The peace of hetep is an "inner" peace, because it is a state that is considered still to lie somewhere within Man. It is not to be found in the material (energy/matter) principle of the universe, rather in the mind principle. Therefore it lies within. It is an aspect of existence that is inherently indivisible: when you get to "it," there is nowhere further to "go." I believe Amen has speculated somewhere in his writings that Democritus imperfectly understood this Kamitic concept of "Atum," and sought to apply it to matter. It is from this misconception that Western science found its way to the notion of the atom, as being the smallest indivisible particle of a substance. No sooner was the atom discovered, however, it turned out that it contained yet smaller constituent particles of stuff. There is apparently no end to the proliferation of yet smaller sub-atomic particles. Kamitic spiritual science confidently predicts that the fundamental building block -- in a delicious irony of metaphor -- of matter, is not matter at all, but the energy polarity of the energy/matter principle. The wave/particle duality of photons, and of sub-atomic particles, is a manifestation of the energy/matter principle, namely that energy and matter are mutually transmutable. Be that as it may, the state of hetep, in terms of the mind aspect of Being, is the ultimate state of pure inner peace. In terms of the matter aspect of Being, it is the ultimate state of pure, quiescent, energy-as-potential. Both, together -- quiescent mind, and quiescent matter (energy, really) -- constitute the Kamitic concept of the Creator before creation. This is Amen, and the Source from which all comes. It is also, in the Kamitic spiritual science, the true nature of the hidden God within, which is essentially unconditioned, and which cannot be upset by externals. It is represented at Sphere 0 above the Tree of Life. In the Yoruba tradition, that aspect of God represented by Sphere 0 is called Olodumare. It is also what, as we have seen, the Zulu call the Itongo.


Fig. 1.1: THE KAMITIC TREE OF LIFE






The purpose of creation
If the true nature of God, the Source, is Amen, and is essentially unconditioned and undifferentiated, the question arises why did God create the thingly world of differentiation in which Man dwells, and further, why did he create Man. The Kamitic scripture says of God in the state of Amen: "I was alone; not born were they." Amen (1996) quotes this scripture to explain that God created the world in order to have experience. And It created Man in order to have a vehicle within the world with the same essential qualities as Itself. Man is in this sense created "in the image of God." Further, as Bowen informs us, the Bonaabakulu Abasekhemu teach that Man is on a journey of return to the Source, to the Itongo, to the state of Amen. Man, in his gross, physical aspect, and the thingly world in general, is represented by Sphere 10 at the bottom of the Tree. Sphere 10 thus represents the end-result of creation. Spheres 1 to 9 in-between represent the functional stages of creation, as well as the various aspects of the spiritual being which is also part of Man's nature. Not only does the Tree of Life represent the unfolding of Creation, it represents also the way back, sphere by sphere (or branch by branch), for Man's spiritual return journey.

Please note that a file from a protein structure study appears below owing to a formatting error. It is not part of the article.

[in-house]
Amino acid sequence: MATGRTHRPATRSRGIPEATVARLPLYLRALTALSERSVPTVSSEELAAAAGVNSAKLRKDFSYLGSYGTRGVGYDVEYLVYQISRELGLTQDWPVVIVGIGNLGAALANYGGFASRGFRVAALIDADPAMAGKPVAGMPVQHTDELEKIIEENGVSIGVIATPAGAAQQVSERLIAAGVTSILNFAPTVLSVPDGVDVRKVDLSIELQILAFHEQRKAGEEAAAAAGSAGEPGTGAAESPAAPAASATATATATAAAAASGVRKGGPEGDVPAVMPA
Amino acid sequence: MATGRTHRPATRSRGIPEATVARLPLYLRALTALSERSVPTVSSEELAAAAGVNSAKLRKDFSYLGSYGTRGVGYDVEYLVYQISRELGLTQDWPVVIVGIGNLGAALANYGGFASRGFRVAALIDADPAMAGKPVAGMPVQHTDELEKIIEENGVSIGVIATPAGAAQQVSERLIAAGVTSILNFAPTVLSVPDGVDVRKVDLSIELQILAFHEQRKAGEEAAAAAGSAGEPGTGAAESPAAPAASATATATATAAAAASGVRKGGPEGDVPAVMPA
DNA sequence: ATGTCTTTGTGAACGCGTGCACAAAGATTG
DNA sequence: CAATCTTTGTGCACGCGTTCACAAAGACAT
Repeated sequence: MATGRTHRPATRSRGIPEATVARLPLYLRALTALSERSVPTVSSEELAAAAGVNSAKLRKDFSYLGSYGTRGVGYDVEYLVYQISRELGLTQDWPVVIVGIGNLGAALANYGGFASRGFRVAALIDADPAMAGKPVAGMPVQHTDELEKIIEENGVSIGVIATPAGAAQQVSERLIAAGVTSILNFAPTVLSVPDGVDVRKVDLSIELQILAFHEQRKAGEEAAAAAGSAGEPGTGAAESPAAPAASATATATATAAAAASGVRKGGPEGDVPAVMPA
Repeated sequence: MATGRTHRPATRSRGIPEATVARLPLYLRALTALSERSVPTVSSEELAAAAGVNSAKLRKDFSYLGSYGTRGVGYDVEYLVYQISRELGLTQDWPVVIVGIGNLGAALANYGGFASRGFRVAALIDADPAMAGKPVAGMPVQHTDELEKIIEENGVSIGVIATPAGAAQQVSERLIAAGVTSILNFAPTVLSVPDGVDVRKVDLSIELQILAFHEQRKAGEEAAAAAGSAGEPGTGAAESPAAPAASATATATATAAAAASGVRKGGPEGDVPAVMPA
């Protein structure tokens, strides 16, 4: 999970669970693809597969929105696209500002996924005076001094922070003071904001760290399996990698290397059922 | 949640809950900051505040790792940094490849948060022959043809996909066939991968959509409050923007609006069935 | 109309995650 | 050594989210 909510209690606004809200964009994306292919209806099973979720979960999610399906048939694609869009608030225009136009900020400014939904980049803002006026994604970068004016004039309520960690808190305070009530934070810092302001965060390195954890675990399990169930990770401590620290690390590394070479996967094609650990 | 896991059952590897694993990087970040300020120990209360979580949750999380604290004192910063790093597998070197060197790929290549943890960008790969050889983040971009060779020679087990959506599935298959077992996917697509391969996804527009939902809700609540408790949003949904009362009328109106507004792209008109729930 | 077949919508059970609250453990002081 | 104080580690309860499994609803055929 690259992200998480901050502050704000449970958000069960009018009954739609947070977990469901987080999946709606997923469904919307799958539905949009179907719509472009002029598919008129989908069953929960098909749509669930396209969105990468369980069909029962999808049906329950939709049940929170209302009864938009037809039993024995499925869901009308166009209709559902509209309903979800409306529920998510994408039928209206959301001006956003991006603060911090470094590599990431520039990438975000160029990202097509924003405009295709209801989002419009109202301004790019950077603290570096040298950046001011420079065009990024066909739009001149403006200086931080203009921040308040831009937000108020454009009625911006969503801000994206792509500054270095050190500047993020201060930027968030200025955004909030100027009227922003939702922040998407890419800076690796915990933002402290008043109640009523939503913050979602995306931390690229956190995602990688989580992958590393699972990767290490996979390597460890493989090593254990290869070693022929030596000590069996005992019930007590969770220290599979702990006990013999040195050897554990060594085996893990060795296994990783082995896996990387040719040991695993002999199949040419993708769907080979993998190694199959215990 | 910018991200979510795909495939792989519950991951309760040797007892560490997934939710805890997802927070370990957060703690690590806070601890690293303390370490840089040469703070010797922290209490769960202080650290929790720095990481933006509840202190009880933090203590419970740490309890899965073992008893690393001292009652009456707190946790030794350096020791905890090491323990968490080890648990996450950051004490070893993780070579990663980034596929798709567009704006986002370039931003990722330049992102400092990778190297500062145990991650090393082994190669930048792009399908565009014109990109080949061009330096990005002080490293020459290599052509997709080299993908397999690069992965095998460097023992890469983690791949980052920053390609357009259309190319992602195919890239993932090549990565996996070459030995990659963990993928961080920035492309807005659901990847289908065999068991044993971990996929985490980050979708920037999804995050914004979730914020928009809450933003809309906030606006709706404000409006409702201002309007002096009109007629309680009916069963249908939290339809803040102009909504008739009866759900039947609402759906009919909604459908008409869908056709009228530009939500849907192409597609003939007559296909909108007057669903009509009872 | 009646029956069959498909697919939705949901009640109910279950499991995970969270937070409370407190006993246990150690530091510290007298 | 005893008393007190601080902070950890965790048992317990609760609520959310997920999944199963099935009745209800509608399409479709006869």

The functional stages of creation, and the aspects of spirit
Spheres 1 to 9, or the Ennead, in addition to representing the functional stages of creation, also represent archetypal deities which exhibit the qualities most pertinent to the functional stage of creation with which respectively they are identified. At the level of Man, these same archetypal energies find expression as archetypal personality types, of which each of us is in some sense a blend. The Tree of Life is to be understood as but a model of many interpenetrating realities: of deities, of aspects of the psyche, of functional aspects of creation, among others not yet addressed. Each of the spheres of the Tree is described briefly in turn.
Omnipresence/Central Theme. Sphere 1 on the Tree corresponds to God manifest in the world, and is the mirror image of sphere 0 above the tree. That is to say, where Sphere 0 represents God un-manifest, or the "hidden" God, Sphere 1 on the Tree represents God in the world. Sphere 1 represents that highest aspect of Man's spirit which is as yet unawakened in all of us, with the exception of certain adepts or "God-men on earth," such as Jesus, Buddha, and the "Higher Ones" of the Bonaabakulu Abasekhemu. Sphere 1 represents the "Divine Spark" within all of us. The challenge is to raise and establish our individuated Consciousness in the part of Spirit corresponding to Sphere 1. According to the African cosmology, this is a process that takes countless incarnations, but whether knowingly or unknowingly, it is a journey on which we all are embarked. The aspect of Creation and of Spirit corresponding to Sphere 1 on the Tree is called Ausar in the Kamitic tradition. In the Yoruba tradition, it is called Obatala. The defining attribute of God manifest in the world is omnipresence. By extension, the principle of omnipresence is also the principle of the central theme, as that which infuses every aspect of a thing, or reality, hence Ausar and Obatala are the deities which govern the head, and clarity of vision, purpose, etc.